This is the second part of our conversation with Mohamed Syahid bin Mohamed. Here, Syahid tells us more about what you can expect in Ghana and shares some essential travel tips you wouldn’t want to miss! You can catch up on the first part of our conversation with Syahid here.
I think it depends on the regions and areas in the country. We do see the poorer regions in Ghana where there are kids selling stuff along the expressways. Begging is a common sight over there.
Share with us some of the challenges you faced.
Like I mentioned earlier, the food was cooked according to the local palates. Food was also cooked according to the cuisines that the chefs were taught. Sometimes the food is undercooked.
The locals there tried to share with us their local delicacies, but none of us dared to try because even some of the locals said that they had it once and went to the hospital afterwards.
Transport was another issue. If we wanted to travel, we needed to use the car but if our colleague was using it, we could not travel around. Cabs are easy for near places, because we know the rough cab fare. But if it was too far a distance, while we agreed that it was safe, we did not want to take chances especially if the cab driver was to drive farther into unknown places.
Essentially it’s about assimilation, if you go there being so demanding, it doesn’t help. You really need to have an open mind.
What did you like or not like about Ghana, about living and working there?
I will contradict myself when I say this. I love working there, it’s slow paced, and I can learn without stress. But at the same time, it is too slow – sometimes you look at your watch and it has only been ten minutes, when it feels like two hours have passed.
They were also not very advanced in their methodology, like scanning documents etc. We tried to give recommendations, but a lot of them were shot down because it seemed too advanced for them.
Living there was nice though! Everyone was friendly. They are humble, they show kindness towards you and are respectful.
Do you think the average Singaporean will be able to adapt to the life there?
Hmm, it depends. If you’re looking at the standards of living, yeah, maybe. In the capital city in Ghana, there are more upscale places, but if you go to the village areas, they are like kampongs. It is definitely not an issue for people to survive but some may be picky about the food or lifestyle or trends.
“So if you’re into hectic life, fast-paced and are very goal-driven, Ghana is not a place for you. Ghana is like the place for the perfect retirement life, for people who do not like stress. Of course there is still stress, but it is not as much as what you would expect in Singapore.”
Was there anything that you learnt from this trip?
There, we did things we could not do in Singapore. We also learnt things we do not learn at Business School. When we were there, we learnt about the whole process, not just about finance and making profits and all that. I came across some terms that I have never seen before.
Have you any fun/interesting facts or stories about Ghana to share with our readers?
Well, Ghana is famous for cocoa. And I would say try to find out from the locals where the exciting places to go are. We found out that there is this amazing Thai restaurant only on the last day, right before I flew off.
And, as a guy, protect yourself when you’re there? (laughs) It’s not the girls who should be wary. The girls there are very garang(gung-ho in Malay). When they there saw us for the first time, they said, “Oh you’re so cute, you’re so young!” And they actually used the word “fresh” on us! Girls there are really quite wild.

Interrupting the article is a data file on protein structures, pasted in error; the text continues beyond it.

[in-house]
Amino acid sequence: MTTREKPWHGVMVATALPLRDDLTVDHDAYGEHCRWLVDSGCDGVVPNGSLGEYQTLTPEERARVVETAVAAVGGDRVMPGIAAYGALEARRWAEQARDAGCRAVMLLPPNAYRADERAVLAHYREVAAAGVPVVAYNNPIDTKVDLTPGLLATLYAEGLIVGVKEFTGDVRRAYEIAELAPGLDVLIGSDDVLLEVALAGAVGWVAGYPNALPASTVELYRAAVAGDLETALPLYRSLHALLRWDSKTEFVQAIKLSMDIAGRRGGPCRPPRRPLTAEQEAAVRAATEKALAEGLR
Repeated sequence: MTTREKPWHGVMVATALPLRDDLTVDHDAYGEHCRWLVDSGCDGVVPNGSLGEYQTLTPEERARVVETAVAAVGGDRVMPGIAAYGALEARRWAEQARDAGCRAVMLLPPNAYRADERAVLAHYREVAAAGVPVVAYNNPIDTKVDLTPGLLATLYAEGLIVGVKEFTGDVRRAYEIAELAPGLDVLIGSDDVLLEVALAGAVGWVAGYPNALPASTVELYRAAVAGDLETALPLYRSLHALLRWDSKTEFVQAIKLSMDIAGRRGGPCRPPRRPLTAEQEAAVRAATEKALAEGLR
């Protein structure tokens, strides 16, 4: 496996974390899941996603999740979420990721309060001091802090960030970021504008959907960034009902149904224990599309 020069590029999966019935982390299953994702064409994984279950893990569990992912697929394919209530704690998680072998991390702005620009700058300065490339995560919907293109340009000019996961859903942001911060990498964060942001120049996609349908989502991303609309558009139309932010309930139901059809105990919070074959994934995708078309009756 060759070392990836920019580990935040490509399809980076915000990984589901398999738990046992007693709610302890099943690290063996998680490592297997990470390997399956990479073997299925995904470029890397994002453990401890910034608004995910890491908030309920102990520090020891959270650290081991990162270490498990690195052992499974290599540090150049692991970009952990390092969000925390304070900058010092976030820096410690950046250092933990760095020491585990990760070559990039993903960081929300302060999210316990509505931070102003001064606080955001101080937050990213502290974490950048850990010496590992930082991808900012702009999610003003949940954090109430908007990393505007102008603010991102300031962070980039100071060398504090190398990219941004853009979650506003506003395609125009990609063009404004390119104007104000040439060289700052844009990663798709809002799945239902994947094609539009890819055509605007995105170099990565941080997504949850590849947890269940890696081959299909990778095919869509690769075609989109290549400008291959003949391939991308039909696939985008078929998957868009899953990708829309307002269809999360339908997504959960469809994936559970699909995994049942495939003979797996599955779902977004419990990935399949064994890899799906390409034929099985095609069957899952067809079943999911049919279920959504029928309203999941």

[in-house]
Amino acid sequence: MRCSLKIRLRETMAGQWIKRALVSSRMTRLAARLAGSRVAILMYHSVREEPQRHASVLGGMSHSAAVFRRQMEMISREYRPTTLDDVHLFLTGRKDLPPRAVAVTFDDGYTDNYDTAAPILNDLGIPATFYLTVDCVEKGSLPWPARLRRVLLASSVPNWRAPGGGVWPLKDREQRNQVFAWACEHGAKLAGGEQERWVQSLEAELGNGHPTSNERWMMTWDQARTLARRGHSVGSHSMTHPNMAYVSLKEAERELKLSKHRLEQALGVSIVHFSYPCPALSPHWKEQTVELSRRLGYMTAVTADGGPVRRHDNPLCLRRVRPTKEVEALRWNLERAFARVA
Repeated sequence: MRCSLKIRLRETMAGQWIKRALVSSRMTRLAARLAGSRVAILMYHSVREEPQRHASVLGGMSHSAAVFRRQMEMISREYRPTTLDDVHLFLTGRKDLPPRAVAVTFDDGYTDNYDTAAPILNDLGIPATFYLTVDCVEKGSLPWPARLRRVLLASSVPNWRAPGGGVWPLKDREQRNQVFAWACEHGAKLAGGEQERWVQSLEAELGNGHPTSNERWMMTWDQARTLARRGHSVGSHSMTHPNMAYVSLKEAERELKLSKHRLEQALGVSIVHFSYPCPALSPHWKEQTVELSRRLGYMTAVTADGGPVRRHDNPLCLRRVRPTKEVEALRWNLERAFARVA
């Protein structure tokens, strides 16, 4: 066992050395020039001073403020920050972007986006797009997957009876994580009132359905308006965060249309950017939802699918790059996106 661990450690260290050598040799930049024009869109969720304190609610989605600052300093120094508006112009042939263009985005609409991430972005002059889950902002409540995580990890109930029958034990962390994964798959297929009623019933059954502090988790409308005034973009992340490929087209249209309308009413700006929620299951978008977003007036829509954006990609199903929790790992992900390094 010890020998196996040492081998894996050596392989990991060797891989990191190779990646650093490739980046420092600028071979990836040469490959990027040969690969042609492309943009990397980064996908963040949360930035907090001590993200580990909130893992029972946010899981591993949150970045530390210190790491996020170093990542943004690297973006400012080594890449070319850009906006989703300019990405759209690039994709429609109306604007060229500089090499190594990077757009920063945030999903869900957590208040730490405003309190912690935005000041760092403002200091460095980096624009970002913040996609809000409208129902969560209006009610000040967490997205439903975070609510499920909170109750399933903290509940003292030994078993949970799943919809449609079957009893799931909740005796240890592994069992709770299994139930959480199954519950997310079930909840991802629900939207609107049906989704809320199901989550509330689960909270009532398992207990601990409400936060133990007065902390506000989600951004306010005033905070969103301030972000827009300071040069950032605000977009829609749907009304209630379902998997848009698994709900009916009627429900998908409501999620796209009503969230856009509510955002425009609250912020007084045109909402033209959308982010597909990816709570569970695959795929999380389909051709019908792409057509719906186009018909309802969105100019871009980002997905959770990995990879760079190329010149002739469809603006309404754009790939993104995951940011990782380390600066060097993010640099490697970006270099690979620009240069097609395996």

That’s interesting to note! Do you have any travel tips?
Travel light! You do not have to be fashionable there, because you will realise that regardless, you will still be fashionable there. Their dressing is quite unique, I would say. Just pack as if you are going for a chalet.
And bring an insect repellent – a must! Even in air-conditioned rooms, the mosquitoes still manage to make their way in. Don’t expect fast Internet, but 3G on the SIM card works fine.
Thank you! Well, would you return to Ghana to work or travel in the future?
I would not mind. Of course, there was a moment of homesickness. I wanted to go back home after six weeks in Ghana.
But I would still go back to Ghana if given the chance to. Up till now, I am still contacting my colleagues there via Facebook. Some of us even use Skype to keep in contact. My supervisor still checks on me once in a while, and asks “How’s your studies?”, “How are you doing?” etc., and they keep me updated about what they are doing there as well.
That’s really nice of them. Is there anything else you’d like our readers to know?
You can afford to splurge there. The cost of living is manageable. Their bread – a typical French loaf costs about SGD$0.80. For us, it’s considered low cost of living, but for them it can be quite high. Their salaries are quite low too, I heard that they receive about SGD$500 for someone who earns about SGD$1,200 here.
When you go there, just do not expect too much. It is not supposed to be a bad thing. It is about having an open mind, but some people might not be able to cope. The life there is better than expected, although some may expect more from Ghana.
Don’t put yourself on a level higher than anybody else. It happens. You might think they don’t know how to do things, so you find yourself more superior. But just go there with an open mind and humble yourself.
This wraps up our short little tour in Ghana. Are you eager to find out more? If you’re an NUS or SMU student, there are opportunities to do an exchange semester in some African countries. NTU students can find out more about the NTU-KKH programme. We also hear that IE Singapore‘s opening an office in Ghana. Check it out!
Next week we’ll bring you more stories on Africa. Stay tuned!